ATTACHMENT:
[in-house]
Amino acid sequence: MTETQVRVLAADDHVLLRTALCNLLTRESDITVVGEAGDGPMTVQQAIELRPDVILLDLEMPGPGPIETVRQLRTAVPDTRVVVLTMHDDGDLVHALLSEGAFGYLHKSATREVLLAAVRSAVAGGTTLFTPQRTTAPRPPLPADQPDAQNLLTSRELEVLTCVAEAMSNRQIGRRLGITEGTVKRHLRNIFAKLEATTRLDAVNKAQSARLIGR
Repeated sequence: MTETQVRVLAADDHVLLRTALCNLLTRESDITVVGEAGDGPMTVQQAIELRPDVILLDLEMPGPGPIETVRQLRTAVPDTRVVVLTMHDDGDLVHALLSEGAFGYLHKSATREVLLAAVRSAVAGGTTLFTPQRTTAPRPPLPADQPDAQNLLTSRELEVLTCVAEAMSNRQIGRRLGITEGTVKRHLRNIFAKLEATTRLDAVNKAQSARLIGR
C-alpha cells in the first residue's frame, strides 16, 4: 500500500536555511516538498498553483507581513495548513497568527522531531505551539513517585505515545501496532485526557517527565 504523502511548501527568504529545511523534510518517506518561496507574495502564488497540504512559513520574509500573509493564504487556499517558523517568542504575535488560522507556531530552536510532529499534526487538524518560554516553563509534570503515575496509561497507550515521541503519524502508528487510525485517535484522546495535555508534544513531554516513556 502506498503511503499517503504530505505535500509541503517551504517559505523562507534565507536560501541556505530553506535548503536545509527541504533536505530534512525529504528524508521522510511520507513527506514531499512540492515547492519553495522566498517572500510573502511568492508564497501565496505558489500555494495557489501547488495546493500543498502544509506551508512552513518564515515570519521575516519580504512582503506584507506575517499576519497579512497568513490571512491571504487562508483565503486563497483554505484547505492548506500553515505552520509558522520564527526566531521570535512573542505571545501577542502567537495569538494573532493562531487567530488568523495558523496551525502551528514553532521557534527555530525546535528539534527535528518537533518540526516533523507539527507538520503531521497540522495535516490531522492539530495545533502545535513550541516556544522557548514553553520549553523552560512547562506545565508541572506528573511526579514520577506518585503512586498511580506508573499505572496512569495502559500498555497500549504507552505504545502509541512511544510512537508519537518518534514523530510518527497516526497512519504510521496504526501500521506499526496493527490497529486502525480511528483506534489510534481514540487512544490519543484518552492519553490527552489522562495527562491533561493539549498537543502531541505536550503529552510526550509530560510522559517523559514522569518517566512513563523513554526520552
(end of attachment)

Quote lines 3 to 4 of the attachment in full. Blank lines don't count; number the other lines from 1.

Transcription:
Repeated sequence: MTETQVRVLAADDHVLLRTALCNLLTRESDITVVGEAGDGPMTVQQAIELRPDVILLDLEMPGPGPIETVRQLRTAVPDTRVVVLTMHDDGDLVHALLSEGAFGYLHKSATREVLLAAVRSAVAGGTTLFTPQRTTAPRPPLPADQPDAQNLLTSRELEVLTCVAEAMSNRQIGRRLGITEGTVKRHLRNIFAKLEATTRLDAVNKAQSARLIGR
C-alpha cells in the first residue's frame, strides 16, 4: 500500500536555511516538498498553483507581513495548513497568527522531531505551539513517585505515545501496532485526557517527565 504523502511548501527568504529545511523534510518517506518561496507574495502564488497540504512559513520574509500573509493564504487556499517558523517568542504575535488560522507556531530552536510532529499534526487538524518560554516553563509534570503515575496509561497507550515521541503519524502508528487510525485517535484522546495535555508534544513531554516513556 502506498503511503499517503504530505505535500509541503517551504517559505523562507534565507536560501541556505530553506535548503536545509527541504533536505530534512525529504528524508521522510511520507513527506514531499512540492515547492519553495522566498517572500510573502511568492508564497501565496505558489500555494495557489501547488495546493500543498502544509506551508512552513518564515515570519521575516519580504512582503506584507506575517499576519497579512497568513490571512491571504487562508483565503486563497483554505484547505492548506500553515505552520509558522520564527526566531521570535512573542505571545501577542502567537495569538494573532493562531487567530488568523495558523496551525502551528514553532521557534527555530525546535528539534527535528518537533518540526516533523507539527507538520503531521497540522495535516490531522492539530495545533502545535513550541516556544522557548514553553520549553523552560512547562506545565508541572506528573511526579514520577506518585503512586498511580506508573499505572496512569495502559500498555497500549504507552505504545502509541512511544510512537508519537518518534514523530510518527497516526497512519504510521496504526501500521506499526496493527490497529486502525480511528483506534489510534481514540487512544490519543484518552492519553490527552489522562495527562491533561493539549498537543502531541505536550503529552510526550509530560510522559517523559514522569518517566512513563523513554526520552